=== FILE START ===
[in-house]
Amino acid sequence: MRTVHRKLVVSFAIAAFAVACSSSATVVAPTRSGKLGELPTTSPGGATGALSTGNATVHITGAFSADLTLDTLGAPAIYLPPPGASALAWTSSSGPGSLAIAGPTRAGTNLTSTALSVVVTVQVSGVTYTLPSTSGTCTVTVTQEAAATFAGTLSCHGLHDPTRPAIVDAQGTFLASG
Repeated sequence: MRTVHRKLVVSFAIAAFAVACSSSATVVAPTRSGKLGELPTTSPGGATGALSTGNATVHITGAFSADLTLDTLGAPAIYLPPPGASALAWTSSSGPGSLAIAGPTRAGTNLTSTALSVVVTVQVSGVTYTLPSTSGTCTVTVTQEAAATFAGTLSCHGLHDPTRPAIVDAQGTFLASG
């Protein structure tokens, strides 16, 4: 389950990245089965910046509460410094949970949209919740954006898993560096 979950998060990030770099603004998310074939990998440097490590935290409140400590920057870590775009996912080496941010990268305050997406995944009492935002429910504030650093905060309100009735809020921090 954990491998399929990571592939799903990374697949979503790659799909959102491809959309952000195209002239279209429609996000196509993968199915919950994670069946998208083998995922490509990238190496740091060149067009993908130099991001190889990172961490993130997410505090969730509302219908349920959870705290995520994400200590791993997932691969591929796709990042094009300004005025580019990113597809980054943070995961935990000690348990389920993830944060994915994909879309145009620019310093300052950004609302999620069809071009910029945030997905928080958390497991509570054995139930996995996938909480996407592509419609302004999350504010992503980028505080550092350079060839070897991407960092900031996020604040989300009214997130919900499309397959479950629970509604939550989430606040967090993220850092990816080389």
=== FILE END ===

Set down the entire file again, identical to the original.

[in-house]
Amino acid sequence: MRTVHRKLVVSFAIAAFAVACSSSATVVAPTRSGKLGELPTTSPGGATGALSTGNATVHITGAFSADLTLDTLGAPAIYLPPPGASALAWTSSSGPGSLAIAGPTRAGTNLTSTALSVVVTVQVSGVTYTLPSTSGTCTVTVTQEAAATFAGTLSCHGLHDPTRPAIVDAQGTFLASG
Repeated sequence: MRTVHRKLVVSFAIAAFAVACSSSATVVAPTRSGKLGELPTTSPGGATGALSTGNATVHITGAFSADLTLDTLGAPAIYLPPPGASALAWTSSSGPGSLAIAGPTRAGTNLTSTALSVVVTVQVSGVTYTLPSTSGTCTVTVTQEAAATFAGTLSCHGLHDPTRPAIVDAQGTFLASG
């Protein structure tokens, strides 16, 4: 389950990245089965910046509460410094949970949209919740954006898993560096 979950998060990030770099603004998310074939990998440097490590935290409140400590920057870590775009996912080496941010990268305050997406995944009492935002429910504030650093905060309100009735809020921090 954990491998399929990571592939799903990374697949979503790659799909959102491809959309952000195209002239279209429609996000196509993968199915919950994670069946998208083998995922490509990238190496740091060149067009993908130099991001190889990172961490993130997410505090969730509302219908349920959870705290995520994400200590791993997932691969591929796709990042094009300004005025580019990113597809980054943070995961935990000690348990389920993830944060994915994909879309145009620019310093300052950004609302999620069809071009910029945030997905928080958390497991509570054995139930996995996938909480996407592509419609302004999350504010992503980028505080550092350079060839070897991407960092900031996020604040989300009214997130919900499309397959479950629970509604939550989430606040967090993220850092990816080389």